In 1856, after the wars ended, they were moved to the Grand Ronde Reservation and the Siletz Reservation. The first gold in Oregon history was found in the Illinois Valley, as well as the largest gold nugget. In 1904, more than 50 years after prospectors had started combing the valley for gold, an 18-year-old named Ray Briggs discovered what newspapers at the time called "the most wonderful gold discovery reported in Oregon history." While hunting along Sucker Creek, he discovered gold lying on the ground. He called it the "Wounded Buck Mine," which produced 1,777 ounces of gold; the "mine" was a small vein of gold 12 feet long and 7 feet deep. As gold mining in the Illinois Valley became exhausted in the 1860s and 1870s, the residents diversified into ranching, logging and agriculture. In 1874, Elijah Davidson found a cave while on a hunting trip, is now credited with discovering the Oregon Caves. In 1884, Walter C. Burch heard about the cave from Davidson, staked a squatter's claim at the mouth of the caves.
He and his brothers-in-law charged one dollar for a guided tour. According to their advertisement in the Grants Pass Courier, this included camping, plentiful pasture land and "medicinal" cave waters, they attempted to acquire title to the land, but as the land was unsurveyed, they abandoned the idea a few years later. President William Howard Taft established the 480-acre Oregon Caves National Monument on July 12, 1909, to be administered by the U. S. Forest Service. In 1923, the Forest Service subcontracted the building of a hotel and guide services to a group of Grants Pass businessmen. By 1926, the monument had seven two-bedroom cabins. Traffic into the caves led to a community developing at the junction of the Redwood Highway and the branch highway to the caves. Cave Junction known as Cave City, was established in 1926 on land donated by Elwood Hussey. In 1935, a post office was applied for and was named "Caves City", however postal authorities disapproved of the name because "City" implied the place was incorporated.
Among the other names suggested was "Cave Junction", adopted by the United States Board on Geographic Names in 1936 with the post office being renamed the same year. The locality was incorporated as Cave Junction in 1948, is the only incorporated area in the Illinois Valley. In 1950 Cave Junction had a population of 283, which decreased to 248 in 1960 and increased to 415 in 1970, its growth was fast in the 1960s, increasing at an average of 6.8 percent annually. The city population's primary growth period occurred in the 1970s, with an average annual increase of 9.9 percent. Growth slowed in the 1980s; the rate fell further between 1990 and 1998, averaging 1.6 percent, less than the state and county averages. A number of wildfires have threatened Cave Junction over the years; the Longwood Fire in 1987, part of the 150,000-acre Silver Fire complex, was ignited by lightning strikes following a three-year drought. Numerous residents of Cave Junction evacuated. In 2002, the Florence and Sour Biscuit fires converged.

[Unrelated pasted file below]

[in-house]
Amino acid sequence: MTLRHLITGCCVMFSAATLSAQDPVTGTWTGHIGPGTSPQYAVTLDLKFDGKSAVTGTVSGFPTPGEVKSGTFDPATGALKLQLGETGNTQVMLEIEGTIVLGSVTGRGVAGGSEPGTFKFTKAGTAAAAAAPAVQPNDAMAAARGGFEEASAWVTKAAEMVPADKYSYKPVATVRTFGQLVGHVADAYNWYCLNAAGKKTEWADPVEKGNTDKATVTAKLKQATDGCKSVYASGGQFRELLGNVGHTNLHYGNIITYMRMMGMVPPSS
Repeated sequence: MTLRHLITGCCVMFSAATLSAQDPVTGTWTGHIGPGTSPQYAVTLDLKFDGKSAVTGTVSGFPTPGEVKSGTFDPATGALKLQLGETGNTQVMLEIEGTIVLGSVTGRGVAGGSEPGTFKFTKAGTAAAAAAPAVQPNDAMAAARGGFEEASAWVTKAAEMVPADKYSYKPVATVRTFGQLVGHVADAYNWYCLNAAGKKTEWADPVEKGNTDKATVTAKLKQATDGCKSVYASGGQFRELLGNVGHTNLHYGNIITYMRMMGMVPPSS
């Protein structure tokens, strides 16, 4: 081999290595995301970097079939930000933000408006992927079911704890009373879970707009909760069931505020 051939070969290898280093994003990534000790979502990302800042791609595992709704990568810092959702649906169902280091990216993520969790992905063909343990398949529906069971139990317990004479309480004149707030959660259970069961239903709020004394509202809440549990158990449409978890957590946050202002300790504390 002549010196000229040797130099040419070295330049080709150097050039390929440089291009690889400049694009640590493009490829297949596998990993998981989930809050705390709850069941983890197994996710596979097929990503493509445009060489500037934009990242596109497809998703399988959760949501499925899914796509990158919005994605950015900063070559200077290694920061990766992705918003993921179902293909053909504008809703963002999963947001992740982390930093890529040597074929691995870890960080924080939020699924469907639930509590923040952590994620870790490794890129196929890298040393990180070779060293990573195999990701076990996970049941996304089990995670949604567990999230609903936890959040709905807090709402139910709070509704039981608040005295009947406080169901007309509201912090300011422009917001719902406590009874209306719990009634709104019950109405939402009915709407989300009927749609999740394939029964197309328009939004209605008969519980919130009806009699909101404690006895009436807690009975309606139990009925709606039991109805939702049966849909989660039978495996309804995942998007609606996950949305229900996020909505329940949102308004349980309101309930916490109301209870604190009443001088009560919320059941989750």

This fire threatened Cave Junction, Selma and a number of Northern California communities. The Biscuit Fire lasted 120 days, burned 499,965 acres in southern Oregon and northern California, destroyed four homes and nine outbuildings in the Cave Junction area. In 2003, a wildfire destroyed a home in Cave Junction. In 2004, a downed power line caused a fire that threatened over 100 homes and forced 200 people to evacuate. One person died of stress related to the fire. Cave Junction is located on U. S. Route 199 at its junction with Oregon Route 46, it is about 30 miles or 48 kilometres southwest of Grants Pass, Oregon and 53 miles or 85 kilometres northeast of Crescent City, California. The city lies in the Illinois Valley, on the northwest slope of the Siskiyou Range, at an elevation of about 480 metres above MSL. According to the United States Census Bureau, the city has a total area of 1.82 square miles, of which, 1.81 square miles is land and 0.01 square miles is water. Cave Junction has a Mediterranean climate with summers featuring cool mornings and hot afternoons, chilly, rainy winters.
Cave Junction has an average low of 32.5 °F or 0.3 °C in January and high of 90.5 °F or 32.5 °C in July. The record hottest temperature is 114 °F on August 14, 2008.
Illinois River (Oregon)
The Illinois River is a tributary, about 56 miles long, of the Rogue River in the U. S. state of Oregon. It drains part of the Klamath Mountains in northern southwestern Oregon; the river's main stem begins at the confluence of its east and west forks near Cave Junction in southern Josephine County. Its drainage basin includes Sucker Creek, which rises in the Red Buttes Wilderness, near Whiskey Peak on the California state line; the main stem flows northwest in a winding course past Kerby and through the Siskiyou National Forest and Kalmiopsis Wilderness. It joins the Rogue River from the south at Agness on the Curry–Josephine county line, 27 miles from the Pacific Ocean; the river's lower 50.4 miles, from where it enters the Rogue River–Siskiyou National Forest downstream from Kerby to its confluence with the Rogue River, were designated Wild and Scenic in 1984. Of this, 28.7 miles is protected as wild, 17.9 miles as scenic, 3.8 miles as recreational. Sucker Creek is named after the state of Illinois.
Miners from Illinois named the creek. In 2011, the United States Forest Service worked on a project to improve the creek; the project is a fishery rehabilitation project. The Illinois River is "a wilderness river that tests both the skill and strength of boaters". For the 31-mile run along the Wild and Scenic part of the river between upper Oak Flat near Kerby and lower Oak Flat, boaters are far from trails and roads. In fact, it is "the most inaccessible river canyon in the lower 48 states..." with sections that are inaccessible by trail. Depending on the water flow, this stretch of the river has eight class IV to IV+ rapids. Green Wall, a class V, "is more difficult and longer than the others" and below it lie 3 miles of difficult rapids; the river is run by raft or kayak during the rainy season, October through April. At flows below 800 cubic feet per second, boating is difficult because of exposed rocks, flows above 3,000 cubic feet per second "turn the river into boiling holes and rapids."